“People talk.  I hear them.  Sometimes they don’t know I’m there, listening.  I creep around, and as long as I’m good, they let me.  I get to the Link.  And I can hack real good.”

What kind of security went on in the mental-disturbance ward?  Although all at once Tara didn’t actually look all that disturbed, except for her obsession about Philip.  Certainly Tara didn’t look dangerous to herself or anybody else.  And this was Galt, where personal freedom was all.

Tara started to rave about Philip, his handsomeness and intelligence and general godliness.  Rachel interrupted with a bargaining technique she’d used with all her grandchildren when they’d been younger.  “Tell me three things, just three, that I don’t know about Jane, in return for my promise to find Philip.”

“All right.”  Tara thought, evidently wrenching her thoughts away from Philip.  “First, she’s investigating what happened at Prometheus gate.”

“You mean that her K-beam let us seize the gate?”  That was old news.

“No, what happened ten days ago.  Everybody is talking about it.  The gate all of sudden closed for over eight hours.  Just wouldn’t let ships through.  Then it opened.”

Rachel blurted, “That isn’t possible.”

Tara shrugged.  “Everybody says it happened.  My nurse –“

“All right.”  Rachel didn’t want a return to the pancake story.  “That’s one thing.  Now tell me about the Peregoy that Jane found on Earth.”

 Tara grinned maliciously; she was still Tara.  She glanced at her guard and then lowered her voice — yet another indication that Tara was not as disconnected from reality as she pretended.  “Well, Jane didn’t exactly find her.  Not yet.  But she knows that SueLin Peregoy is on Earth.”

Rachel, not able to help herself, gasped.  “How do you know?”

“Can’t tell you.  It’s secret.”

Was it true?  Why would SueLin Peregoy, about whom Rachel knew very little except that she was Sloan Peregoy’s granddaughter and the eventual heir to Peregoy Corporation, be on Earth?  Tara must have made this up.  Could Rachel trust anything Tara said?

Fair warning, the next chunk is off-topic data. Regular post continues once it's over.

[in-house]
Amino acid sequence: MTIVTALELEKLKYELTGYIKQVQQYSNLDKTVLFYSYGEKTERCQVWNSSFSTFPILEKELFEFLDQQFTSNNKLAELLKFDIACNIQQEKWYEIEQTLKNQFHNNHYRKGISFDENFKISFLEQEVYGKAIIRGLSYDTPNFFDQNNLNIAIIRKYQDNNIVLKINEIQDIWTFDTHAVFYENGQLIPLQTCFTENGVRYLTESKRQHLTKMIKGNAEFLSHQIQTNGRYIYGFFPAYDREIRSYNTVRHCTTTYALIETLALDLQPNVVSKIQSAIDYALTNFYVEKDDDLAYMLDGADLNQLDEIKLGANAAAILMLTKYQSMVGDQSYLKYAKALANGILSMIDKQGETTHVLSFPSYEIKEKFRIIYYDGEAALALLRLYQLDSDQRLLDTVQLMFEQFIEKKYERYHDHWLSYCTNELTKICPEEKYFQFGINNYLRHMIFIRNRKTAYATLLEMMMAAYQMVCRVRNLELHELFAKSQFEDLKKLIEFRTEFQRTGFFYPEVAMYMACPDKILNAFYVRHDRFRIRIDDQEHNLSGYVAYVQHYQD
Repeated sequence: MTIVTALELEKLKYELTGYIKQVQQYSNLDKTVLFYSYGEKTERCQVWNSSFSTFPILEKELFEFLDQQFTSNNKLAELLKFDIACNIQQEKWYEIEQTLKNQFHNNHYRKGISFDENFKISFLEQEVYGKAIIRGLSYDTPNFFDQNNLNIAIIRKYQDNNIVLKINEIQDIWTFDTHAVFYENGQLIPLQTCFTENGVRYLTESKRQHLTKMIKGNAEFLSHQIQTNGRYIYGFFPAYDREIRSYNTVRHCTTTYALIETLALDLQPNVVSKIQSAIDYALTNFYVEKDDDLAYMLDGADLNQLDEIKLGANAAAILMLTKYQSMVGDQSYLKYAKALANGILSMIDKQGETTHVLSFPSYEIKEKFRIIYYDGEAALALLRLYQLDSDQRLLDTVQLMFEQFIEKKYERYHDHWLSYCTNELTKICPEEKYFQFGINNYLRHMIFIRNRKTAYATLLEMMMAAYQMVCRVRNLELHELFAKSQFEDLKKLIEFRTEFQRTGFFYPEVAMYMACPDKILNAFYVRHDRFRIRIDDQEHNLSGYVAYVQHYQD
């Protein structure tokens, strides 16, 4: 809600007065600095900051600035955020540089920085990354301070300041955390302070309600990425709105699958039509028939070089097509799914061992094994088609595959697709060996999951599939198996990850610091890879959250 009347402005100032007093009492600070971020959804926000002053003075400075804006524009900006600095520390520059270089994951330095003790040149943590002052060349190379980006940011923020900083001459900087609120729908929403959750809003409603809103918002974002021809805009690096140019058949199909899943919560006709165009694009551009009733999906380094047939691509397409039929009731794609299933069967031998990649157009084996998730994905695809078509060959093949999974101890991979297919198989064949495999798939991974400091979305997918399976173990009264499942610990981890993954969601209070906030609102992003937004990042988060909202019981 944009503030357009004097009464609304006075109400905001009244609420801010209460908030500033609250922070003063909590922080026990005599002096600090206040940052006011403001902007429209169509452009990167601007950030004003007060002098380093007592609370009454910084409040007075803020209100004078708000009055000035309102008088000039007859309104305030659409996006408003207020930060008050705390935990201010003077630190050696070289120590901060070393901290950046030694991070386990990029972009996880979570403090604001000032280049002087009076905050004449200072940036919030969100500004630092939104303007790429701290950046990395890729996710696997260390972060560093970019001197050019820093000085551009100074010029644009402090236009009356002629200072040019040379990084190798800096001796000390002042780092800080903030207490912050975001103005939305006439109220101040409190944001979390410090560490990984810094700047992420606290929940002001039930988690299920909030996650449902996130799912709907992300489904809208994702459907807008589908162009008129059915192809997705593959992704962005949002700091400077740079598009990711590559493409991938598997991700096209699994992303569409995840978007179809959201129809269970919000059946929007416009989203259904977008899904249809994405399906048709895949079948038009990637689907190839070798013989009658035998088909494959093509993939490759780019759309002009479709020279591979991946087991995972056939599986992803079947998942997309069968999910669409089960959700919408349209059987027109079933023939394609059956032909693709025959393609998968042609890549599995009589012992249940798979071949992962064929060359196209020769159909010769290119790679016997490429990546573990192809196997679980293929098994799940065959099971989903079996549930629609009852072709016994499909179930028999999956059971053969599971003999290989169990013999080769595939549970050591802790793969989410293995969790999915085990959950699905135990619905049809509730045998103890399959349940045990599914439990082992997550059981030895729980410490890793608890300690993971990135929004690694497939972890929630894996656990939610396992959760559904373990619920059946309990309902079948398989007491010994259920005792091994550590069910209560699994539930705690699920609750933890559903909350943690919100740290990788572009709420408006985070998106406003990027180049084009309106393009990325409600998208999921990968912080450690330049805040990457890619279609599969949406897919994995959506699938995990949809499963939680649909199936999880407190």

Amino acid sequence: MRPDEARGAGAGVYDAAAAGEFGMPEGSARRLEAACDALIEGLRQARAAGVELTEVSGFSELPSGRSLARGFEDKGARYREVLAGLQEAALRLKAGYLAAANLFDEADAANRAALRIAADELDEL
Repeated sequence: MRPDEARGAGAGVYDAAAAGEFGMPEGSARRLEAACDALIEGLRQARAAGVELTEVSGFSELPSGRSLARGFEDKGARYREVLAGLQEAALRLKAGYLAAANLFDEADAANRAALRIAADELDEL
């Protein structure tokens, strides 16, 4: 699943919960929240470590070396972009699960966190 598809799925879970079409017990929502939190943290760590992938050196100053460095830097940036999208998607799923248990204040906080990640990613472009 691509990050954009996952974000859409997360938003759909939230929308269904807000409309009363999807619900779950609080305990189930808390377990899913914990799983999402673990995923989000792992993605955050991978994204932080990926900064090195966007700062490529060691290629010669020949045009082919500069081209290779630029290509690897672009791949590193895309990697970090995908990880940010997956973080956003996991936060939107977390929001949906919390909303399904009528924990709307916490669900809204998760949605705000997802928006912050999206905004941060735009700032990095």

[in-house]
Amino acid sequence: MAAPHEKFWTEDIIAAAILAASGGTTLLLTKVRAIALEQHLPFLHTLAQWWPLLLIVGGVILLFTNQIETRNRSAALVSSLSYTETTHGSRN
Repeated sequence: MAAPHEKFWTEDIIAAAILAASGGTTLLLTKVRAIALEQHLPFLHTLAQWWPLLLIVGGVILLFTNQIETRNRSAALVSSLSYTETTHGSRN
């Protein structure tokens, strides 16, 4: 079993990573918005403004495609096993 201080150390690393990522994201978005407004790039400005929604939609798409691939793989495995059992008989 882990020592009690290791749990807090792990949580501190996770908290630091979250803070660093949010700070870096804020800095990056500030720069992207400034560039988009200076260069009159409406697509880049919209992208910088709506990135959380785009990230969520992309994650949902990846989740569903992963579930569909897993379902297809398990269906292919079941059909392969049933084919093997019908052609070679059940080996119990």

“And the third thing,” Tara said, “is that Jane and Annelise don’t want you to be CEO anymore.  They don’t think you can do it since your heart attack.  I know because I’m still on the family encrypted channel — remember?  You put me on so I’d get interested in Freedom Enterprise’s stupid business dealings.  Well, I’m not.  But I listen sometimes because my doctor thinks it will get me involved with the family.  She doesn’t know what I actually hear.  That’s how I learned about SueLin Peregoy, too.  She was leading protests against her grandfather, maybe trying to seize power.  That’s what Jane thinks.”

Rachel’s heart began thumping wildly.  She tried to make herself relax.  Biosensors alerted the staff and the nurse strode into the room.  “That’s enough, Ms. Landry.  Your grandmother needs to rest and you need to leave.”

Tara didn’t argue.  She rose, put her finger to her lips, and whispered, “Remember — you promised to find him for me.”

The nurse summoned Dr. Coleman, who prescribed something in a syringe.  Rachel submitted. She needed her body calm as her mind raced.

SueLin Peregoy on Earth.

Annelise and Jane believed that Rachel was no longer capable as CEO.

Regret pierced Rachel.  She’d missed her chance to remove Jane from power, and now it was too late.  Rachel was a helpless old woman in a hospital bed.

No.  You’ll get well.  Think about something else besides yourself.  Think bigger.

The Prometheus gate had somehow closed for over eight hours.  Was that another new weapon of Jane’s that she’d been testing at the far edge of the frontier?  Rachel had been a physicist, still read the latest research when she had time.  No, it wasn’t possible that some new weapon could manipulate the totally unknown physics of the gates.  So whatever had happened a tenday ago, it hadn’t been that.

Just before the sedative took her, Rachel had another thought.

The Quasar III, disappearing into a gate and never emerging.

A gate “closing” ten days ago.

Fourmonth 16, almost five years past.  She remembered Fourmonth 16.

No, not possible.

“I need access to…” she began, just before the drug took her.